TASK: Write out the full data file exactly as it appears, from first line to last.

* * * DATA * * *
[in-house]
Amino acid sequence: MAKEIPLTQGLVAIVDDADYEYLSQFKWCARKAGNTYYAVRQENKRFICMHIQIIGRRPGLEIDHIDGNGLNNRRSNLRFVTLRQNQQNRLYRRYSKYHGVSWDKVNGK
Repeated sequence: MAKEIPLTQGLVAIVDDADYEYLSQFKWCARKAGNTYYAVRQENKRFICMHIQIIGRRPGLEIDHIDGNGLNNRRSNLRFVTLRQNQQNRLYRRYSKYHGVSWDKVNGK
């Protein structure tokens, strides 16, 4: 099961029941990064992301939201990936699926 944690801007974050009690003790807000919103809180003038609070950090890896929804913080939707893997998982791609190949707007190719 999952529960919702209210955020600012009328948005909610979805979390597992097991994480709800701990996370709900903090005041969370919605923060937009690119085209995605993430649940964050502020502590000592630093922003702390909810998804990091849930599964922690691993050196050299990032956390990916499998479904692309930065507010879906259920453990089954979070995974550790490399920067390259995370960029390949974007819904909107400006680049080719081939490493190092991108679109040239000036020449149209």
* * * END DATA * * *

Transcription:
[in-house]
Amino acid sequence: MAKEIPLTQGLVAIVDDADYEYLSQFKWCARKAGNTYYAVRQENKRFICMHIQIIGRRPGLEIDHIDGNGLNNRRSNLRFVTLRQNQQNRLYRRYSKYHGVSWDKVNGK
Repeated sequence: MAKEIPLTQGLVAIVDDADYEYLSQFKWCARKAGNTYYAVRQENKRFICMHIQIIGRRPGLEIDHIDGNGLNNRRSNLRFVTLRQNQQNRLYRRYSKYHGVSWDKVNGK
């Protein structure tokens, strides 16, 4: 099961029941990064992301939201990936699926 944690801007974050009690003790807000919103809180003038609070950090890896929804913080939707893997998982791609190949707007190719 999952529960919702209210955020600012009328948005909610979805979390597992097991994480709800701990996370709900903090005041969370919605923060937009690119085209995605993430649940964050502020502590000592630093922003702390909810998804990091849930599964922690691993050196050299990032956390990916499998479904692309930065507010879906259920453990089954979070995974550790490399920067390259995370960029390949974007819904909107400006680049080719081939490493190092991108679109040239000036020449149209």